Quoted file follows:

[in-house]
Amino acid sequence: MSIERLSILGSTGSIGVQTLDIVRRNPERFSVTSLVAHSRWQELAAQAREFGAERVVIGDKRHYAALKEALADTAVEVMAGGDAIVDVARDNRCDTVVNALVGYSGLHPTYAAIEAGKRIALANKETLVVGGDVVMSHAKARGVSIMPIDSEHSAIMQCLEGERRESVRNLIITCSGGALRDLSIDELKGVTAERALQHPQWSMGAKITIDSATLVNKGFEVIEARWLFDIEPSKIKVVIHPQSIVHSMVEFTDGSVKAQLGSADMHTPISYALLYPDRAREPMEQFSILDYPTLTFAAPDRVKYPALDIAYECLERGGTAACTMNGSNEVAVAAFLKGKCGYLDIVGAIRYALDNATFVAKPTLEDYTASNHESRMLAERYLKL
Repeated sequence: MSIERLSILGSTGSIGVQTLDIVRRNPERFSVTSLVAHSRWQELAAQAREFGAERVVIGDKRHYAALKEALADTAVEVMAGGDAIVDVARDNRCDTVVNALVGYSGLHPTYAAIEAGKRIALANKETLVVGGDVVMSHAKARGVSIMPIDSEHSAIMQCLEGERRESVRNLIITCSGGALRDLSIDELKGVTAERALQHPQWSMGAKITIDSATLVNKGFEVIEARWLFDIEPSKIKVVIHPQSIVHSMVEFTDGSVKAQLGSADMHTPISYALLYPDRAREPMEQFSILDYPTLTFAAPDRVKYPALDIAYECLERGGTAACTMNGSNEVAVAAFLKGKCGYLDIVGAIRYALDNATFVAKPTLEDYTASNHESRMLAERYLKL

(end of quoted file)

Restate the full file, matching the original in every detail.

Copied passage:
[in-house]
Amino acid sequence: MSIERLSILGSTGSIGVQTLDIVRRNPERFSVTSLVAHSRWQELAAQAREFGAERVVIGDKRHYAALKEALADTAVEVMAGGDAIVDVARDNRCDTVVNALVGYSGLHPTYAAIEAGKRIALANKETLVVGGDVVMSHAKARGVSIMPIDSEHSAIMQCLEGERRESVRNLIITCSGGALRDLSIDELKGVTAERALQHPQWSMGAKITIDSATLVNKGFEVIEARWLFDIEPSKIKVVIHPQSIVHSMVEFTDGSVKAQLGSADMHTPISYALLYPDRAREPMEQFSILDYPTLTFAAPDRVKYPALDIAYECLERGGTAACTMNGSNEVAVAAFLKGKCGYLDIVGAIRYALDNATFVAKPTLEDYTASNHESRMLAERYLKL
Repeated sequence: MSIERLSILGSTGSIGVQTLDIVRRNPERFSVTSLVAHSRWQELAAQAREFGAERVVIGDKRHYAALKEALADTAVEVMAGGDAIVDVARDNRCDTVVNALVGYSGLHPTYAAIEAGKRIALANKETLVVGGDVVMSHAKARGVSIMPIDSEHSAIMQCLEGERRESVRNLIITCSGGALRDLSIDELKGVTAERALQHPQWSMGAKITIDSATLVNKGFEVIEARWLFDIEPSKIKVVIHPQSIVHSMVEFTDGSVKAQLGSADMHTPISYALLYPDRAREPMEQFSILDYPTLTFAAPDRVKYPALDIAYECLERGGTAACTMNGSNEVAVAAFLKGKCGYLDIVGAIRYALDNATFVAKPTLEDYTASNHESRMLAERYLKL